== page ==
Hugh Jackman as Logan and Stephen Merchant as Caliban in Logan. Photo Credit: Ben Rothstein

You’ve designed some really beloved characters. Do you refer to the source material for films like Logan and Star Trek?

For Star Trek we built 56 brand new aliens. The only real references or aliens that we brought back were Keenser and Spock. Everyone else was entirely new. Of course, dealing with something like Star Trek you’re dealing with an aesthetic you have to maintain. That aesthetic that is mainly a Star Trek alien is primarily always humanoid and make up and prosthetic driven. If you can nail that, then it fits into that world. In something like Logan, you don’t want the make up to stand out. You don’t want your make up to get in the way of a performance or in the way of the story. In something like Star Trek you have a little more leeway, because the make up should stand out. The characters are vibrant and should resonate as something non-human.

Wow, how do you even design 56 aliens?

It was a dream come true! I had a great crew on Star Trek. I basically had 60 people working for me and they were all fans of Star Trek. To get to design another alien on top of the 55 we had already made to bring it to 56 was a gift rather than a chore.

What kind of preparation do you need to do before you get the actor in the makeup chair?

The idea is, with something like Star Trek, you try to test everything. I personally tested all 56 make ups. When we got up to Vancouver where we were shooting, we would have casting sessions. I would fit the prosthetics on people, and whoever fit the pieces would be that character. Typically you want to test everything in advance. You try to test them, if it’s the lead, on the actor or actress, and then make any alterations before the day.

Pirates of the Caribbean is a franchise you know well by know. What work did you do on Pirates of the Dead Men Tell No Tales?

I did the additional photography department heading on Dead Men Tell No Tales. I wasn’t the department head on the actual film, because we were shooting simultaneously with Star Trek. It wasn’t until they wrapped and they realized they needed another month or so of filming that I came on and basically picked up where the original crew had left off. There are a couple of characters that we came up with for those reshoots, which are a surprise. I got to see the film and it’s fantastic.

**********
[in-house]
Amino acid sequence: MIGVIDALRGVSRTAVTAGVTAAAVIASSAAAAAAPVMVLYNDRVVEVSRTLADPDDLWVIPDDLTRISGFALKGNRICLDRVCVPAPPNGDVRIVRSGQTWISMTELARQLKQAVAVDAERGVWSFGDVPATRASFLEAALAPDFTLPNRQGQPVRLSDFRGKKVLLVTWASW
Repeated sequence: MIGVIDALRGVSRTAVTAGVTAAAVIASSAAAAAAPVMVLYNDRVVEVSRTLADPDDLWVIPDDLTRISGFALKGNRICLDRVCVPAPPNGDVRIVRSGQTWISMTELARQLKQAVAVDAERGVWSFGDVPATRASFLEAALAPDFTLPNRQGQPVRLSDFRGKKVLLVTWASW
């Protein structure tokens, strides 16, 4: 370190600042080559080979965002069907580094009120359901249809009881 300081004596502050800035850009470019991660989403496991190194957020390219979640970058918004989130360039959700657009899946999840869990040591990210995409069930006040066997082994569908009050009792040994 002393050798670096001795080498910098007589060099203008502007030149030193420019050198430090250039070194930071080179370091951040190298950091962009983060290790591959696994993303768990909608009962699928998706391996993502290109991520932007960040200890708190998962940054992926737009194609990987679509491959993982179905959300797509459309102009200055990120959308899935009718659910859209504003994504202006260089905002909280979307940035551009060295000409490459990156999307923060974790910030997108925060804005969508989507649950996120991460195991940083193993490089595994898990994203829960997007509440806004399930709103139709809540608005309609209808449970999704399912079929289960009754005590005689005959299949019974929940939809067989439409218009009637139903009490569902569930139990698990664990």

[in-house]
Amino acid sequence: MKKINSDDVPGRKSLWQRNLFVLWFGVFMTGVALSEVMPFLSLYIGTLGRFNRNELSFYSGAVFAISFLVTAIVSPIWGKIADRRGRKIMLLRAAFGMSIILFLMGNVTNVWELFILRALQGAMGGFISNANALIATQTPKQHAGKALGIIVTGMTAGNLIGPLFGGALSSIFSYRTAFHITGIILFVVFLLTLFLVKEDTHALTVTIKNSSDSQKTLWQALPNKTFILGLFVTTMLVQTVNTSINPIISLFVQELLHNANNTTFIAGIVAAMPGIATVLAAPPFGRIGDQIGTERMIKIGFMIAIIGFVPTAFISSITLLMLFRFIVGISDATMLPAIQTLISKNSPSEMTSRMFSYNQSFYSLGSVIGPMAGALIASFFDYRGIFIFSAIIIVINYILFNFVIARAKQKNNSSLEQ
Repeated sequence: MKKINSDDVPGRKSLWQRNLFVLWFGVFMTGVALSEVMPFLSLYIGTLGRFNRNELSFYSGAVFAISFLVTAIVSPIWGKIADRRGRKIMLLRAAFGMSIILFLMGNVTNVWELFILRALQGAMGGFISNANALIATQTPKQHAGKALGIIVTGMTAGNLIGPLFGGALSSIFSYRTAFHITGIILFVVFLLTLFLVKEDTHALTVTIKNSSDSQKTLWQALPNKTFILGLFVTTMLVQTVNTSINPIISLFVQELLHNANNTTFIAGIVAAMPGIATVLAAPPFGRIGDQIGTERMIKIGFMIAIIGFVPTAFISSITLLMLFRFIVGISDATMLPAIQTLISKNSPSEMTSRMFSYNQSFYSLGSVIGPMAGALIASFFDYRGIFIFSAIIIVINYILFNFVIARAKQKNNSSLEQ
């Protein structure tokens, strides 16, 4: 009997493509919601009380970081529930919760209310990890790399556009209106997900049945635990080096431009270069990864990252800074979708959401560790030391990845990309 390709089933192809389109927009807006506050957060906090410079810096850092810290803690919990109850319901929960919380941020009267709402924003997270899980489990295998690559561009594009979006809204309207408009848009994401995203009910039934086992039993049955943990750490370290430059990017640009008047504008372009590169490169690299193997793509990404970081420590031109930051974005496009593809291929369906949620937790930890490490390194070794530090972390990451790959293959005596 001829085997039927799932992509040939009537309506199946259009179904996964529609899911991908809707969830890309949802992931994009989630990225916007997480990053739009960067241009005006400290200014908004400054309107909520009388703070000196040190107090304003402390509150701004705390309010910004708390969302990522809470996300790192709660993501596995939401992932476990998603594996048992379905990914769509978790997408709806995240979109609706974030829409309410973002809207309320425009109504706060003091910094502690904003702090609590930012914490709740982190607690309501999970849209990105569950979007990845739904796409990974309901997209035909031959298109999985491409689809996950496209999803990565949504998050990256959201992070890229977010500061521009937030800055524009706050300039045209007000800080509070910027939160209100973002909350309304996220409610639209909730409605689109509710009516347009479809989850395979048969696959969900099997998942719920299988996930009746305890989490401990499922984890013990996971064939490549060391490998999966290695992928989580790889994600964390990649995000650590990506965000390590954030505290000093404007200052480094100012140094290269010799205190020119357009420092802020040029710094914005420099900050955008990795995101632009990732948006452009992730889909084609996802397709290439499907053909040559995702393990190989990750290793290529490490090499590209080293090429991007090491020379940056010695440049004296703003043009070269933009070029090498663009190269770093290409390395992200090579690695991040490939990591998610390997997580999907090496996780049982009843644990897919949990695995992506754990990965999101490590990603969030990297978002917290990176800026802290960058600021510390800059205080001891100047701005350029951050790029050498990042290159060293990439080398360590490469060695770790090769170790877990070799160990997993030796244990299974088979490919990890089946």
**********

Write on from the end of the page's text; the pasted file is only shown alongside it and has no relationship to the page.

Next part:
The characters in Pirates of the Caribbean have really rich backstories. How does that inform your designs?

One of my favorite make-ups from all the films is the Bootstrap Bill make up that I executed, designed by Crash McCreery. It went through a six page aggressive incrustation as I call it. The backstory of that character we all knew because it was spelled out in the story. He was tied to a cannon and thrown overboard, and Davy Jones came to him and he chose to serve 100 years before the mast, instead of dying in the water. And he’s gradually being consumed by the Flying Dutchman over the course of film 2 and 3. In translating that backstory, there certainly is a lot of artistic license. Even in translating a two dimensional design, a pencil design, there’s a lot of artistic license. You’ve got to make it work in the practical make up. And Crash is a brilliant designer, so to start from his illustrations, that was a real treat. I have all of those illustrations up in my studio. I get to see them every day.

Characters from Curse of the Black Pearl have become iconic now like Johnny Depp’s eyeliner look. How have characters like Jack Sparrow and Captain Barbosa evolved?

The eyeliner, that was Johnny! That was a brilliant stroke. He basically designed Jack Sparrow. That eyeliner, the idea behind that, is that he’s on the water, he’s on bright sand. Same thing that football players do when the black lines under their eyes it helps with the reflection and the glare. It also looks cool. You know Geoffrey Rush’s Barbosa character has sort of matured over the course of the franchise. He joined the opposite team. He joined the crown, the privateer, instead of a pirate. What was his enemy is now his ally, but he was always working for himself. It’s reflected in the make up, in his wigs, in his beard and his accoutrement. They’ve all kind of matured, the ones that have reoccurred in the subsequent films from the first one.

Featured image: Hugh Jackman as Logan in Logan. Photo Credit: Ben Rothstein


Kelle Long

Kelle has written about film and TV for The Credits since 2016. Follow her on Twitter @molaitdc for interviews with really cool film and TV artists and only occasional outbursts about Broadway, tennis, and country music. Please no talking or texting during the movie. Unless it is a musical, then sing along loudly.